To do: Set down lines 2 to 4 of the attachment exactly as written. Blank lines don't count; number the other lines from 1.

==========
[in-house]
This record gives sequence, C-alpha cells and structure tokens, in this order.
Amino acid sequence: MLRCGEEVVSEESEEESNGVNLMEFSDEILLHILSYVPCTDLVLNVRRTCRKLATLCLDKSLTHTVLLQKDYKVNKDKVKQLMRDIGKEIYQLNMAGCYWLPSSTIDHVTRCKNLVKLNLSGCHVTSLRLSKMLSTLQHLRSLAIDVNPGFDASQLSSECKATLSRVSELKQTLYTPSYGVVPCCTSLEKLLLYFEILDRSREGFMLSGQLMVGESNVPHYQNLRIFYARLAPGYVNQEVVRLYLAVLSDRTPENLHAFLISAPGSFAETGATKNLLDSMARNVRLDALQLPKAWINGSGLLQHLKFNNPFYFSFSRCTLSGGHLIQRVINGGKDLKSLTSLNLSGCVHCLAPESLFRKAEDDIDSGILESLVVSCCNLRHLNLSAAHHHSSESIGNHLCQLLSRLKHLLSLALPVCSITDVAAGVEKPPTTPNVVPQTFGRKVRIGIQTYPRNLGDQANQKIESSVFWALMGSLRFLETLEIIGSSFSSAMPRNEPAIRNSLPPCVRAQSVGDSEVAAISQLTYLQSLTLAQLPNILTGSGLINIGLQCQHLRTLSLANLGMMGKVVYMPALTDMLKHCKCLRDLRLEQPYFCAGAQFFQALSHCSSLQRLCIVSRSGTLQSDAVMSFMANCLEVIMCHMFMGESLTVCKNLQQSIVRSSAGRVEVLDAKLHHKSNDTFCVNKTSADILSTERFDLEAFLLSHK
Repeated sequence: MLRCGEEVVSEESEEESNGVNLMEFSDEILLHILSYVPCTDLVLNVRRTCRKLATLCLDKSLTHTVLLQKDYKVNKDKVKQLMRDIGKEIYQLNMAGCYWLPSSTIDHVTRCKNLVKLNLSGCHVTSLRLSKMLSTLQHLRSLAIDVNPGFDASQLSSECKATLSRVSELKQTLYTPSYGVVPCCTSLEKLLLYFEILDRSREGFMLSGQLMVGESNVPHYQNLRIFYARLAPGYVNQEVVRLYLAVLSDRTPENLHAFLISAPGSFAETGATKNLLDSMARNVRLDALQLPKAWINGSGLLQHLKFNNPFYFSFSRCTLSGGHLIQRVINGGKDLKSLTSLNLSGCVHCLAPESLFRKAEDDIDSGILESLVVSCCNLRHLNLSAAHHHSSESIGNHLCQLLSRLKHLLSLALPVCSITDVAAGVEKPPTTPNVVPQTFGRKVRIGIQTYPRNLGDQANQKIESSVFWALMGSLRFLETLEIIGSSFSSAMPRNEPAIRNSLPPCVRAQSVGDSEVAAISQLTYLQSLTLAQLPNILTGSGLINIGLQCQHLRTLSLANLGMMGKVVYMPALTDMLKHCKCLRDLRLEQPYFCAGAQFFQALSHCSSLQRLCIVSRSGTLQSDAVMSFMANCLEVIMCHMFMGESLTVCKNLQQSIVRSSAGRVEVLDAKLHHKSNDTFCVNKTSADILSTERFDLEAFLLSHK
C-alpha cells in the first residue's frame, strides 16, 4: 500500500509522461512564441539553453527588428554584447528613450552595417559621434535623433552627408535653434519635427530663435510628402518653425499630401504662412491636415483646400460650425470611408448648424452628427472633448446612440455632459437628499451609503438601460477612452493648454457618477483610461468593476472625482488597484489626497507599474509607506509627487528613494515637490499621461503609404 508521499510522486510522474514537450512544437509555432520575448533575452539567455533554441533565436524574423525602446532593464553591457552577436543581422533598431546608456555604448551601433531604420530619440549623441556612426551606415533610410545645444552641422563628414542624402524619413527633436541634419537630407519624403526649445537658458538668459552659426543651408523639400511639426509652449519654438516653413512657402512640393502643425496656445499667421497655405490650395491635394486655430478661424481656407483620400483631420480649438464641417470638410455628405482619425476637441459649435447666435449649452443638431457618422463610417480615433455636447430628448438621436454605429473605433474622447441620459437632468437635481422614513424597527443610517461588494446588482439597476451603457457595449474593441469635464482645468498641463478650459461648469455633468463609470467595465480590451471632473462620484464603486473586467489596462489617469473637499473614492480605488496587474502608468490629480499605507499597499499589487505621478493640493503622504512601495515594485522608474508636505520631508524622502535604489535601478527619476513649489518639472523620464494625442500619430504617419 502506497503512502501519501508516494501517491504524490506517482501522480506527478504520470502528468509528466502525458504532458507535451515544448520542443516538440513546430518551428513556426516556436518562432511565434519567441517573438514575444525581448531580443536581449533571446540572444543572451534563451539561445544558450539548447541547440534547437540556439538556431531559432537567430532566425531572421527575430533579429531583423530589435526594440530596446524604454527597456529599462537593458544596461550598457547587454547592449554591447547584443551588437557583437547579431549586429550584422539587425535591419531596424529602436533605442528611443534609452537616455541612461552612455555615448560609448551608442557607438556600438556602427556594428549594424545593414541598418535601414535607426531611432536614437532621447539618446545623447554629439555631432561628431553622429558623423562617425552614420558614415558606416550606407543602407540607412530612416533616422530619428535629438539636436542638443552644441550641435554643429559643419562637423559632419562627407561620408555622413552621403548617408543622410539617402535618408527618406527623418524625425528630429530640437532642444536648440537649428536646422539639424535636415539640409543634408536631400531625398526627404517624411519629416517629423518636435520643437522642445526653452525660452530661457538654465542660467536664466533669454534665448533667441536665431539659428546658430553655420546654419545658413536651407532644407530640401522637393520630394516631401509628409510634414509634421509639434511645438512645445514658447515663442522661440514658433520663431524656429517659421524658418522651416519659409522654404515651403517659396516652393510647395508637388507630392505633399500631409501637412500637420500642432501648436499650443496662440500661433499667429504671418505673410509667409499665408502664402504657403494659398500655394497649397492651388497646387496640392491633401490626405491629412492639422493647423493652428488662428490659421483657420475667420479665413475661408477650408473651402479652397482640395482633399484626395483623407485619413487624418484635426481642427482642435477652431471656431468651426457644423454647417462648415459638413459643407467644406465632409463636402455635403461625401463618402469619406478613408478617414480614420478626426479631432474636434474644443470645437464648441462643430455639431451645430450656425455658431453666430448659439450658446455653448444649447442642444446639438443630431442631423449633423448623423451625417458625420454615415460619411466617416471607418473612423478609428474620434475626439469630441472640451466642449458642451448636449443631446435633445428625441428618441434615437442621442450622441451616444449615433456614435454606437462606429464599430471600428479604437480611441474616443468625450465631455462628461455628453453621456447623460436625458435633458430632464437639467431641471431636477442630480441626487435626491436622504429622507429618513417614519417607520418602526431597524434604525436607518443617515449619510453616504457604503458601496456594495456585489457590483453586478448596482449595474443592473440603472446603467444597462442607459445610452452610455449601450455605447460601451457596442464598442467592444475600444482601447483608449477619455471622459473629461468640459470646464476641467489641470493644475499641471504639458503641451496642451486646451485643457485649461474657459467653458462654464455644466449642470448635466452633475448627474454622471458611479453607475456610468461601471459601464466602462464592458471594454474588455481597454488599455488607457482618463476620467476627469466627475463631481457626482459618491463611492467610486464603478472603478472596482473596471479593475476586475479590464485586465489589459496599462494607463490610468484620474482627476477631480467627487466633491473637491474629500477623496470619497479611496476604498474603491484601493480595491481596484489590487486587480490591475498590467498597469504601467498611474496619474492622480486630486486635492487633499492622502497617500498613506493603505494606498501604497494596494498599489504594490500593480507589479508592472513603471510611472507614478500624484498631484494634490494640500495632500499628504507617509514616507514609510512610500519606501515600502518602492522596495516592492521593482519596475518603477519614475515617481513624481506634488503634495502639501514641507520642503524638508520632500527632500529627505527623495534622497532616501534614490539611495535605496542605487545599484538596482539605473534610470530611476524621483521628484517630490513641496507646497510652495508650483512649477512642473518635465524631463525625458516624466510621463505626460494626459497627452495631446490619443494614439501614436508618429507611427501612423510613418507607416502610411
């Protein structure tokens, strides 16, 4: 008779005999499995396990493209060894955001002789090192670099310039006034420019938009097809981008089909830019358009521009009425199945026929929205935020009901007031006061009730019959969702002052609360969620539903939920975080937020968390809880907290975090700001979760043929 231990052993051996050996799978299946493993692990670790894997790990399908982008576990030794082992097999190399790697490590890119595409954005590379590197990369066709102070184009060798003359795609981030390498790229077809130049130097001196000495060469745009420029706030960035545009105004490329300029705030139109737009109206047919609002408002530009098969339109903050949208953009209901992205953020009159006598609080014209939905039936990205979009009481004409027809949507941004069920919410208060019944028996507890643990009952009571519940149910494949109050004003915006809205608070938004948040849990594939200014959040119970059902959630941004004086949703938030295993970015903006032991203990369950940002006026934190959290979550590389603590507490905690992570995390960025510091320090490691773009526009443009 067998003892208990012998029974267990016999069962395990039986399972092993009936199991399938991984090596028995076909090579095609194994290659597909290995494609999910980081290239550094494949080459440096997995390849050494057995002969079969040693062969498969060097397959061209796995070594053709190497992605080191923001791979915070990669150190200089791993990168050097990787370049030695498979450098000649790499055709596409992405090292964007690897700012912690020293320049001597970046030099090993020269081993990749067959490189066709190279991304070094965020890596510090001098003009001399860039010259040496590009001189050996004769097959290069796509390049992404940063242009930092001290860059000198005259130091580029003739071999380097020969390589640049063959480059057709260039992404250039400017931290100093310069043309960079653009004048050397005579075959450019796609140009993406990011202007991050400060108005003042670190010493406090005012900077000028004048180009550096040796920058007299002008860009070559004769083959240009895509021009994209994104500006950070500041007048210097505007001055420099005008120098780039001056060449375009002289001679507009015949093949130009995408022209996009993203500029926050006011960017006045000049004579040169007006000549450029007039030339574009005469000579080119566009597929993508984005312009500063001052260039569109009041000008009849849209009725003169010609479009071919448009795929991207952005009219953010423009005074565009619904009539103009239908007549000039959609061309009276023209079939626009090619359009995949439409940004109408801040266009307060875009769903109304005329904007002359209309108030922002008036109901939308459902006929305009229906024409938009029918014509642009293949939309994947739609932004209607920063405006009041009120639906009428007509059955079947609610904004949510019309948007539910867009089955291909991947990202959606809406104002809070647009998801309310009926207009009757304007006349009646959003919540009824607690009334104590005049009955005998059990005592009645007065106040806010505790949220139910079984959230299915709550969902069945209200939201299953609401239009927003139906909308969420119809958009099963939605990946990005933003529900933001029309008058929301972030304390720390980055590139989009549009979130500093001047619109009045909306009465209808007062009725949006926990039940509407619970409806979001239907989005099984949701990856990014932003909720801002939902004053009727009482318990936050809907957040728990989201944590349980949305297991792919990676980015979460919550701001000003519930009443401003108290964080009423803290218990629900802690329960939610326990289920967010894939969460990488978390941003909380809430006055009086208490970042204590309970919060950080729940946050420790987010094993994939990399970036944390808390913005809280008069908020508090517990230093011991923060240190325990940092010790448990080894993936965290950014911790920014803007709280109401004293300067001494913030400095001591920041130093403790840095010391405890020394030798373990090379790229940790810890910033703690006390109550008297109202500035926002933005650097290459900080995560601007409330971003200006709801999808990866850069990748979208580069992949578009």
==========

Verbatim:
This record gives sequence, C-alpha cells and structure tokens, in this order.
Amino acid sequence: MLRCGEEVVSEESEEESNGVNLMEFSDEILLHILSYVPCTDLVLNVRRTCRKLATLCLDKSLTHTVLLQKDYKVNKDKVKQLMRDIGKEIYQLNMAGCYWLPSSTIDHVTRCKNLVKLNLSGCHVTSLRLSKMLSTLQHLRSLAIDVNPGFDASQLSSECKATLSRVSELKQTLYTPSYGVVPCCTSLEKLLLYFEILDRSREGFMLSGQLMVGESNVPHYQNLRIFYARLAPGYVNQEVVRLYLAVLSDRTPENLHAFLISAPGSFAETGATKNLLDSMARNVRLDALQLPKAWINGSGLLQHLKFNNPFYFSFSRCTLSGGHLIQRVINGGKDLKSLTSLNLSGCVHCLAPESLFRKAEDDIDSGILESLVVSCCNLRHLNLSAAHHHSSESIGNHLCQLLSRLKHLLSLALPVCSITDVAAGVEKPPTTPNVVPQTFGRKVRIGIQTYPRNLGDQANQKIESSVFWALMGSLRFLETLEIIGSSFSSAMPRNEPAIRNSLPPCVRAQSVGDSEVAAISQLTYLQSLTLAQLPNILTGSGLINIGLQCQHLRTLSLANLGMMGKVVYMPALTDMLKHCKCLRDLRLEQPYFCAGAQFFQALSHCSSLQRLCIVSRSGTLQSDAVMSFMANCLEVIMCHMFMGESLTVCKNLQQSIVRSSAGRVEVLDAKLHHKSNDTFCVNKTSADILSTERFDLEAFLLSHK
Repeated sequence: MLRCGEEVVSEESEEESNGVNLMEFSDEILLHILSYVPCTDLVLNVRRTCRKLATLCLDKSLTHTVLLQKDYKVNKDKVKQLMRDIGKEIYQLNMAGCYWLPSSTIDHVTRCKNLVKLNLSGCHVTSLRLSKMLSTLQHLRSLAIDVNPGFDASQLSSECKATLSRVSELKQTLYTPSYGVVPCCTSLEKLLLYFEILDRSREGFMLSGQLMVGESNVPHYQNLRIFYARLAPGYVNQEVVRLYLAVLSDRTPENLHAFLISAPGSFAETGATKNLLDSMARNVRLDALQLPKAWINGSGLLQHLKFNNPFYFSFSRCTLSGGHLIQRVINGGKDLKSLTSLNLSGCVHCLAPESLFRKAEDDIDSGILESLVVSCCNLRHLNLSAAHHHSSESIGNHLCQLLSRLKHLLSLALPVCSITDVAAGVEKPPTTPNVVPQTFGRKVRIGIQTYPRNLGDQANQKIESSVFWALMGSLRFLETLEIIGSSFSSAMPRNEPAIRNSLPPCVRAQSVGDSEVAAISQLTYLQSLTLAQLPNILTGSGLINIGLQCQHLRTLSLANLGMMGKVVYMPALTDMLKHCKCLRDLRLEQPYFCAGAQFFQALSHCSSLQRLCIVSRSGTLQSDAVMSFMANCLEVIMCHMFMGESLTVCKNLQQSIVRSSAGRVEVLDAKLHHKSNDTFCVNKTSADILSTERFDLEAFLLSHK